Shifting Strategies, Going Kickstarter

Shifting Strategies, Going Kickstarter

Marcel's inaugural Kickstarting column explains how Kickstarter is helping to remove the "suits" from the game development equation.

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This column looks like it could be very interesting, cant wait to see more

To be honest, I'm surprised the idea of crowdsourcing to meet the financial goal of a project, has taken this long to gain traction. I'm glad it has though. We are getting some very nice games out of the process, games that aren't the same 6 shades of brown & grey fps's.

I am interested. Looking forward to more of this column.

Now I can't help but wonder what these two games were that are mentioned as falling prey to the cluelessness of the "suits."

All right, this looks fantastic and I can't wait to see more!

Very interesting read, I'm looking forward to seeing more.

I am glad someone else is spending their time to wade through the Kickstarter sludge hopefully find gems for me to though money at. Most of the Kickstarters that I support are because I heard about them from another Kickstarter.

My secret formula for now is to only fund games that have met at least one stretch goal so at least they will have extra money if their initial cost assessment was wrong to make the game.

I think what we currently have is an awkward transition phase where devs are trying to figure out what to do without the suits. We see it all the time in projects that have been "successfully funded" but then the developers nervously cough into their hands and ask for more money.

I'm not saying the suits are right, and anyone keeping tabs on the state of the triple-AAA games market can certainly attest to the fact that they're choking some life out of it. I think we'll see a bit of winnowing inasmuch as the developers will acquire more in the way of business sense. They won't become suits, but rather "suit-ish".

^Nothing wrong with being "suit-ish." Good developers need not only good ideas but enough business sense to be able to work on the budget they end up with.

Developers that are purely idea people and aren't in any danger of becoming suit-ish? Schefer and Molyneux.

Gennadios:
^Nothing wrong with being "suit-ish." Good developers need not only good ideas but enough business sense to be able to work on the budget they end up with.

I agree. I would even go so far as to say that the developers need to adopt suit-ish sensibilities in order for this whole crowdsourced development thing to be a viable alternative to the publishing establishment. The truly great ones will have to wear many hats, and a few of those will be in the business side of things. But if they can pull it off, we will continue to see the release of successful games that the establishment would have written off as unprofitable.

On the other end of the spectrum we have...

Developers that are purely idea people and aren't in any danger of becoming suit-ish? Schefer and Molyneux.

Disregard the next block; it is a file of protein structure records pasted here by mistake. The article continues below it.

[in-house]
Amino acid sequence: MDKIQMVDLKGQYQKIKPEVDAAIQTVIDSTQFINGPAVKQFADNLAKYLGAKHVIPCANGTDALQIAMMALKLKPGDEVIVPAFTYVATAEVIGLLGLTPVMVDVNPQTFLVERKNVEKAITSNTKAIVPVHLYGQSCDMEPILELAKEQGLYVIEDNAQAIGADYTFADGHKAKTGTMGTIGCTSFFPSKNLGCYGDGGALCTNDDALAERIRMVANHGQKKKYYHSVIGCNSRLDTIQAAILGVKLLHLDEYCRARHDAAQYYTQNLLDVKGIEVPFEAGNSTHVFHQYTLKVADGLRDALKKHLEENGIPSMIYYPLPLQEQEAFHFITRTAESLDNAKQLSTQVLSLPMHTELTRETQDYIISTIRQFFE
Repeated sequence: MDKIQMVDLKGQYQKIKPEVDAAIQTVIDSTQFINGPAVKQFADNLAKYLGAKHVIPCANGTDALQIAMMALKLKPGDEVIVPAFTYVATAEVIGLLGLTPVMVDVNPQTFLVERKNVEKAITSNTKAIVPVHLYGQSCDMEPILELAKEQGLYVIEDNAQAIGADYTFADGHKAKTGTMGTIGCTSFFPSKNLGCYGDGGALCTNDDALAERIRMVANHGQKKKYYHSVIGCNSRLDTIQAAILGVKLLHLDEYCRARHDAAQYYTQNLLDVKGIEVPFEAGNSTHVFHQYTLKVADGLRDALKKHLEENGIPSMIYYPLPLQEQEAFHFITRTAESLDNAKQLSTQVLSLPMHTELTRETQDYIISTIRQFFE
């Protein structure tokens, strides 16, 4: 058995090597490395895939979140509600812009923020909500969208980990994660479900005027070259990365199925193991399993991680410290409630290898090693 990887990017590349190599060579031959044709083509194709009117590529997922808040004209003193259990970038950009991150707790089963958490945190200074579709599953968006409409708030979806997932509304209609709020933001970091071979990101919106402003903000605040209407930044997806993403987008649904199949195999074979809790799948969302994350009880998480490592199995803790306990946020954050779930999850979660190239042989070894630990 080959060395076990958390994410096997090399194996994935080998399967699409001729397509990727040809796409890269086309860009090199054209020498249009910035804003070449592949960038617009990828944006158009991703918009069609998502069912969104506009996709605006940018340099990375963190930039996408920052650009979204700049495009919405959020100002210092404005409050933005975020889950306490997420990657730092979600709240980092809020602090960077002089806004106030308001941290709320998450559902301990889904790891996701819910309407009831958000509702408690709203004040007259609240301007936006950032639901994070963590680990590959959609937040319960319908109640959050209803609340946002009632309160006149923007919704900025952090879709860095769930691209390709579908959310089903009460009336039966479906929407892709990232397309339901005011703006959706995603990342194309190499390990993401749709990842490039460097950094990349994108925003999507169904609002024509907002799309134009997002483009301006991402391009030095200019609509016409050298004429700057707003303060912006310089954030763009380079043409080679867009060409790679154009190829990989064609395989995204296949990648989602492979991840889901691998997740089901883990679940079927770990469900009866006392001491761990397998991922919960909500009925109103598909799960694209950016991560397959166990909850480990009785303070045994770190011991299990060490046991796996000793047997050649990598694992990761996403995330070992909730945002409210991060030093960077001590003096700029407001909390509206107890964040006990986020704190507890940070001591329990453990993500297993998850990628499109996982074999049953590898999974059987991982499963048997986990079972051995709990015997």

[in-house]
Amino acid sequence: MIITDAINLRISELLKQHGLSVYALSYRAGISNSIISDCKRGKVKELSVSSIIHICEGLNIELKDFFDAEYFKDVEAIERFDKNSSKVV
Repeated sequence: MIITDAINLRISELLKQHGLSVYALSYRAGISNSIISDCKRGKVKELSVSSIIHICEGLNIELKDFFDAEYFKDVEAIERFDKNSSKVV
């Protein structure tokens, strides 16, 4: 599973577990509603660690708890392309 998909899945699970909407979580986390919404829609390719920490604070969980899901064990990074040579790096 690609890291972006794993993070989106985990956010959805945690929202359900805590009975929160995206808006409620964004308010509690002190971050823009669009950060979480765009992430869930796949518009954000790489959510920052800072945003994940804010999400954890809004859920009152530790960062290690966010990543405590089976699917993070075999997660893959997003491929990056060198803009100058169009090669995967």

Yeah, 'nuff said.

Gennadios:
^Nothing wrong with being "suit-ish." Good developers need not only good ideas but enough business sense to be able to work on the budget they end up with. Developers that are purely idea people and aren't in any danger of becoming suit-ish? Schefer and Molyneux.

This has always been a challenge. A good designer is not necessarily a good producer, and a good designer/producer is not necessarily an effective business man. The Venn Diagrams may overlap if you're fortunate, but you cannot rely upon it.

Some game developers are very good in the business way. I was exchanging email with the guy who does Rimworld and he seems to have an excellent head for business. Tarn Adams, who is a wonderful designer, does not. Nor, I think, does he care. And it's difficult to balance on the beam of the creative on one side and the finance on the other.

That being said, the downsides of the publishing model are far larger than anyone outside the development community probably recognizes. For all its challenges and flaws, Kickstarter provides a way to remove the middleman telling the designer what he will make and the player what he will play. That is why I created the Kickstarting column, because I believe crowdsourcing will become less expensive and more important as time proceeds.

I realize this is inside the baseball, to a certain extent, but I hope the players here will at least find it interesting. After all, the developers of tomorrow must come from the players of today. If anyone has questions, I can't promise I will answer all of them, but I do plan to visit The Escapist forums here when I can find the time.

By the way, I am acquainted with Peter Molyneux. He is a designer, not a producer. And pure designers are almost uniquely unsuited to run Kickstarters successfully. Designers are necessary evils as far as the actual development process is concerned. From the producer's perspective, once the designer provides the necessary ideas, often the most helpful thing he can possibly do is go away and stop evolving the scope of the game.